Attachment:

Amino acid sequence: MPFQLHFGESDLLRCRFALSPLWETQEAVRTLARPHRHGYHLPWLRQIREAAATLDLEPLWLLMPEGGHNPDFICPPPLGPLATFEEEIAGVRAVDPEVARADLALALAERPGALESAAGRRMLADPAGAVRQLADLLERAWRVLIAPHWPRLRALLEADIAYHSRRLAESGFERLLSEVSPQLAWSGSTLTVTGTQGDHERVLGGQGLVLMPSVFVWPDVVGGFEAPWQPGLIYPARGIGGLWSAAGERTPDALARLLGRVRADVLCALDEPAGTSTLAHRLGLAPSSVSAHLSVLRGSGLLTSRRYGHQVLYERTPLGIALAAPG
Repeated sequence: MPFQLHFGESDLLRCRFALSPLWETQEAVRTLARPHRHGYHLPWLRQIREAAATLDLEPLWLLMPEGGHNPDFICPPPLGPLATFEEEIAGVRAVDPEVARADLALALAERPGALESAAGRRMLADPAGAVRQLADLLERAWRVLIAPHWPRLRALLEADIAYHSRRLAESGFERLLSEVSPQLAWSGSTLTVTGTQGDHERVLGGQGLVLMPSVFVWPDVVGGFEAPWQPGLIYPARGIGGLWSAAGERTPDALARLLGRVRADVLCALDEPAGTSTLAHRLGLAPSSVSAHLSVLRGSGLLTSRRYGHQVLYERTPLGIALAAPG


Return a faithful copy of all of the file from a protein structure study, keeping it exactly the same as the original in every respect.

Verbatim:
Amino acid sequence: MPFQLHFGESDLLRCRFALSPLWETQEAVRTLARPHRHGYHLPWLRQIREAAATLDLEPLWLLMPEGGHNPDFICPPPLGPLATFEEEIAGVRAVDPEVARADLALALAERPGALESAAGRRMLADPAGAVRQLADLLERAWRVLIAPHWPRLRALLEADIAYHSRRLAESGFERLLSEVSPQLAWSGSTLTVTGTQGDHERVLGGQGLVLMPSVFVWPDVVGGFEAPWQPGLIYPARGIGGLWSAAGERTPDALARLLGRVRADVLCALDEPAGTSTLAHRLGLAPSSVSAHLSVLRGSGLLTSRRYGHQVLYERTPLGIALAAPG
Repeated sequence: MPFQLHFGESDLLRCRFALSPLWETQEAVRTLARPHRHGYHLPWLRQIREAAATLDLEPLWLLMPEGGHNPDFICPPPLGPLATFEEEIAGVRAVDPEVARADLALALAERPGALESAAGRRMLADPAGAVRQLADLLERAWRVLIAPHWPRLRALLEADIAYHSRRLAESGFERLLSEVSPQLAWSGSTLTVTGTQGDHERVLGGQGLVLMPSVFVWPDVVGGFEAPWQPGLIYPARGIGGLWSAAGERTPDALARLLGRVRADVLCALDEPAGTSTLAHRLGLAPSSVSAHLSVLRGSGLLTSRRYGHQVLYERTPLGIALAAPG